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January 27, 2022

Omicron and reinfections: What a new study reveals

Daily Briefing

    Nearly two-thirds of people infected with the omicron variant in the United Kingdom in January had previously had Covid-19, according to a recent preprint study—findings that align with other research indicating omicron is adept at evading immunity.

    Access our new omicron surge toolkit 

    Study details

    For the study, researchers looked at 100,607 PCR tests between Jan. 5 and Jan. 20 that were collected as part of Imperial College London's ongoing Covid-19 monitoring study known as React.

    The researchers found that out of the 4,011 people who had a positive PCR test, 64.6% said they previously had recovered from Covid-19, and 7.5% said they suspected they previously had Covid-19 but it was not confirmed by a positive test. Of the positive test swabs that were sequenced, 99% were omicron and 1% were delta, according to the study.

    However, the researchers cautioned the study results "are based on self-reported data and therefore it's uncertain what proportion of these are reinfections or recent infection picked up due to the sensitivity of PCR testing."

    The researchers also found that during the study period, 4.41% of people tested positive for the coronavirus, the highest positivity rate observed in the study since it began in May 2020.

    "Vaccination (including the booster campaign) remains the mainstay of the defense against [Covid-19] given the high levels of protection against hospitalizations," the researchers wrote. "However, further measures beyond vaccination may be required if the very high rates of omicron infection persist, despite omicron appearing to be intrinsically less likely to cause severe disease."

    Omicron's ability to evade immunity

    The results align with other research that has found omicron is able to more easily evade immunity than previous variants.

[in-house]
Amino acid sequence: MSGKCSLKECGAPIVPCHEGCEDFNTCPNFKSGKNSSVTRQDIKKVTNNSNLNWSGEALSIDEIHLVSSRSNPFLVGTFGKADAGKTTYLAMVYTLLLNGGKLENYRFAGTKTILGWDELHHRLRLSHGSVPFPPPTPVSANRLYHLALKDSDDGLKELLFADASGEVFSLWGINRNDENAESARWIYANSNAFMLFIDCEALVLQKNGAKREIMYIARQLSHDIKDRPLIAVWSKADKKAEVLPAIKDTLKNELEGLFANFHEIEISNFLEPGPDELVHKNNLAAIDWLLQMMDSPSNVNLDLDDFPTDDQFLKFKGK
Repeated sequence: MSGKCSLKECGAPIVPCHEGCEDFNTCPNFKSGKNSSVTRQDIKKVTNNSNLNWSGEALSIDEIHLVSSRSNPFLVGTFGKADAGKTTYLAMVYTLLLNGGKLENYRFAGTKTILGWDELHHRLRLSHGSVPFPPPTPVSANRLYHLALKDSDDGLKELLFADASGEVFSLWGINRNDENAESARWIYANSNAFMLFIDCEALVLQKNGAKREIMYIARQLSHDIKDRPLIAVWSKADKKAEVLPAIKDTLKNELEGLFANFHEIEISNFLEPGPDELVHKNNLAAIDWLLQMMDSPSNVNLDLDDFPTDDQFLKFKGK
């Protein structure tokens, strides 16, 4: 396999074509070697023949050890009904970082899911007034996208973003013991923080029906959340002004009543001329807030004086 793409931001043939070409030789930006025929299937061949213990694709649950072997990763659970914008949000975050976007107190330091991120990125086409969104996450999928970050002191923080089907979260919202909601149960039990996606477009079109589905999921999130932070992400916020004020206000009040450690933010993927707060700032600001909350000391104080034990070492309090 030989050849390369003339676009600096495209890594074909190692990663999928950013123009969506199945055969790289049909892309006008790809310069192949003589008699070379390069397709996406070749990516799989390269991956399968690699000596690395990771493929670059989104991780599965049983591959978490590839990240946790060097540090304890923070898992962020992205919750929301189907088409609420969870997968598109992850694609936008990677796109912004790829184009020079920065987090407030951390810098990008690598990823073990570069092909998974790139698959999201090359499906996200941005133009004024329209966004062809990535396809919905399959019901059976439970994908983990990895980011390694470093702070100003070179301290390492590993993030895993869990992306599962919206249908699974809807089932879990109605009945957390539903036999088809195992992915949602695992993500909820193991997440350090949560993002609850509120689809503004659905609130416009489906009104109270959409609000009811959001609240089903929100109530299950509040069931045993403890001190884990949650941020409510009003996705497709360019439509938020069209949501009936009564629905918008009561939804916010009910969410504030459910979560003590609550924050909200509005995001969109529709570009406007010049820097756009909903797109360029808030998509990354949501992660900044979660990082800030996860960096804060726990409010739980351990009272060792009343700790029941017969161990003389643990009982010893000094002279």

One preprint study from researchers in Qatar found that prior Covid-19 infection was 90% protective against symptomatic reinfection with the alpha variant, 92% protective against the delta variant, and just 56% protective against omicron.

    However, reinfection with omicron appears to generally be mild, research has found. The Qatari study found prior infection was 69% protective against hospitalization with alpha, 100% protective against delta, and 88% protective against omicron.

    Similarly, a CDC study from December 2021 looked at a family of six who all tested positive for omicron in early December. The researchers found that five members of the family, including the one person who was fully vaccinated, previously had Covid-19. Those five members experienced milder symptoms than the one unvaccinated family member who had never previously had Covid-19. (Lonas, The Hill, 1/26; McDermott, New York Post, 1/26; Carbajal, Becker's Hospital Review, 1/26; Taylor, CNBC, 1/26; Owens, Axios, 1/7; Subbaraman/Hookway, Wall Street Journal, 12/28/21)

    Learn more: Check out our new omicron surge toolkit

    surgeWe've collected our best resources and insights for creating capacity, supporting staff, communicating with patients, and more. This page will be a consistent work in progress as we compile the newest and most helpful resources. Check out all the resources, including:

    Access the toolkit

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